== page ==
- You're too fat - That's right, you're too fat. When you have a big gut in the way of the pull, it makes it a lot harder to get down to the bar, and actually increases the ROM in the movement because you can't get long in the arms. The deadlift isn't a lift that's impacted by weight gain or loss as much as the bench or squat. So if you're a really fat guy or gal, and your deadlift sucks, drop the gut.
- You're trying to "pick the barbell up" - I know this sounds strange because all you ever read is "the deadlift is just picking shit up off the floor". But that particular "mental cue" often keeps guys from understanding the importance of getting their legs involved in driving the weight off the floor. If you watch someone pull and see that when they initiate the pull, their hips pop up and sort of stay in that one area throughout the pull until the very last second, it means they aren't allowing the legs to drive the weight off the floor, and are asking the low back and hamstrings to do ALL the work. Once you learn how to get leg drive involved, or can think about the legs "pushing" the weight off the floor, your deadlift will jump rapidly, and your speed off the floor will improve tremendously. This should also let you know that it's leg strength that helps with speed off the floor. And that deficit movements aren't the key to improving speed off the floor. It's leg drive that is lacking.
- You aren't getting long in the arms - I sort of covered this in the "fat guy" one above. Basically, you need to get long in the arms on the pull. And a lot of people get so "tight" that they also bend at the elbow and get a small amount of scapular retraction before they pull, i.e. pull the shoulder blades back. This is a big mistake. The arms should actually be relaxed, but the grip should be tight. Not only that, if you're bending at the elbow, then you're asking for a blown bicep eventually. Let the arms hang, but keep tension in the glutes, hamstrings, lats, and grip.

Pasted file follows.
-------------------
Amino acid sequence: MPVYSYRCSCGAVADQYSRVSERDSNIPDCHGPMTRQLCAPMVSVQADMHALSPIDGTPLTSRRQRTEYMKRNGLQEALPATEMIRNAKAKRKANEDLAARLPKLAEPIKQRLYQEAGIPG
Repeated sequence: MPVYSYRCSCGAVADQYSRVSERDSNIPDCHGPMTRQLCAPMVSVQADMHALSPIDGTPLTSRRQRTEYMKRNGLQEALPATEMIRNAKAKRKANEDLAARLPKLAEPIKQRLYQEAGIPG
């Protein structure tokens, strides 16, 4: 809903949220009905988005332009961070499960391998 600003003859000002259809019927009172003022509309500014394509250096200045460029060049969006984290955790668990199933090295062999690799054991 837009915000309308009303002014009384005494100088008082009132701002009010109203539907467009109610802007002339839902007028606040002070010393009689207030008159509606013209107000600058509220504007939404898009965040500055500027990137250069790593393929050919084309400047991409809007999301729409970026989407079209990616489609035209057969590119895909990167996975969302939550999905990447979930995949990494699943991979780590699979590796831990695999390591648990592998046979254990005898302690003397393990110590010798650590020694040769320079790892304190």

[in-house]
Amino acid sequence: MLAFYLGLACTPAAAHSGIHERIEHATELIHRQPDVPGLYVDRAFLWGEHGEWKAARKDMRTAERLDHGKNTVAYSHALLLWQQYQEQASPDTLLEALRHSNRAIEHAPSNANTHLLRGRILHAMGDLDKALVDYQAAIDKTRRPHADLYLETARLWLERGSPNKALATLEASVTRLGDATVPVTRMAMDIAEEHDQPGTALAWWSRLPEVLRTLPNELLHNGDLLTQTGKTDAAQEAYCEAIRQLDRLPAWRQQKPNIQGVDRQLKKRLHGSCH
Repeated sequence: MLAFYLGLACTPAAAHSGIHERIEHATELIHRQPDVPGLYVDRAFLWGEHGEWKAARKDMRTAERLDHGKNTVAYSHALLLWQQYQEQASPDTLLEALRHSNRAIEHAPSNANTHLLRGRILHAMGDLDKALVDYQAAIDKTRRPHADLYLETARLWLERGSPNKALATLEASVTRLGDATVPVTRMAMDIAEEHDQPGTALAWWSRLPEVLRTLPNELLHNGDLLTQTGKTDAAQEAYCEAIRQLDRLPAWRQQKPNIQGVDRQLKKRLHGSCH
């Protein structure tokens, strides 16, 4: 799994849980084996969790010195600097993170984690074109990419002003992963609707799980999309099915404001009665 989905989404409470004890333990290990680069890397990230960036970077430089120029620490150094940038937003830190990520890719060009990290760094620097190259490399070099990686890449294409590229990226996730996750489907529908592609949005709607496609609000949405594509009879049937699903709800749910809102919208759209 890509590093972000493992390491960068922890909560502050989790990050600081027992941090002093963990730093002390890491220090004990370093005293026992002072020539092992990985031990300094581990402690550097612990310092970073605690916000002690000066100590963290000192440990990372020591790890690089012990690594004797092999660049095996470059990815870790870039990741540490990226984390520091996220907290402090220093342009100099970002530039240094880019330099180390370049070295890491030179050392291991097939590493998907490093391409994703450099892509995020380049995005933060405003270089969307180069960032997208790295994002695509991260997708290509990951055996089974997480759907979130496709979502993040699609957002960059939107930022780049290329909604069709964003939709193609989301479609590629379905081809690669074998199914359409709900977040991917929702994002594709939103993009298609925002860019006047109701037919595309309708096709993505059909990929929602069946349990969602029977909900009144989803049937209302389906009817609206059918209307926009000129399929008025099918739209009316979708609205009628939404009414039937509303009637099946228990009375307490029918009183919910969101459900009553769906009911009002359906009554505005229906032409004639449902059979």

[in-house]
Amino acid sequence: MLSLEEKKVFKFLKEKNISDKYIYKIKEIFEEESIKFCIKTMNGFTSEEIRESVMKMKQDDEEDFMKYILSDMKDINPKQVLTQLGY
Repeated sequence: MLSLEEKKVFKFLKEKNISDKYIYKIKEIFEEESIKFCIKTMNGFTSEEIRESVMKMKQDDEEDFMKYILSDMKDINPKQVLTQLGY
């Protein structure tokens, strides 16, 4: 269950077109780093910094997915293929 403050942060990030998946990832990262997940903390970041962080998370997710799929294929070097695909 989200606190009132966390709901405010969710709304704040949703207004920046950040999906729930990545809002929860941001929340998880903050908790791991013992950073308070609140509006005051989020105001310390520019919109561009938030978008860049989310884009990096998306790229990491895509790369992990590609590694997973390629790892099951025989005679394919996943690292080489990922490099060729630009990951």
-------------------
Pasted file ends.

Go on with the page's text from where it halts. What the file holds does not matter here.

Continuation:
- Your toes are killing your lock out - Lots of guys think they have trouble at lockout due to a lack of upperback strength (that's a different topic). But many people have trouble at lockout because they can't get their hips through, or have lazy glutes. Think about it, the last few inches of the deadlift is just getting the hips through and finishing scapular retraction. The reason a lot of guys suffer with lockout is because their glutes are just sitting back there, and aren't engaged in the lift. And for many of those guys, they can't get the glutes involved because they don't have enough external rotation of the hip, i.e. their feet are facing forward instead of pointing slightly out. The glutes can't contract maximally without some external hip rotation, and that can't happen if your toes are facing straight ahead. If you're having trouble at lockout, try pointing your toes slightly out and think about "getting your hips through" and see if that doesn't help tremendously.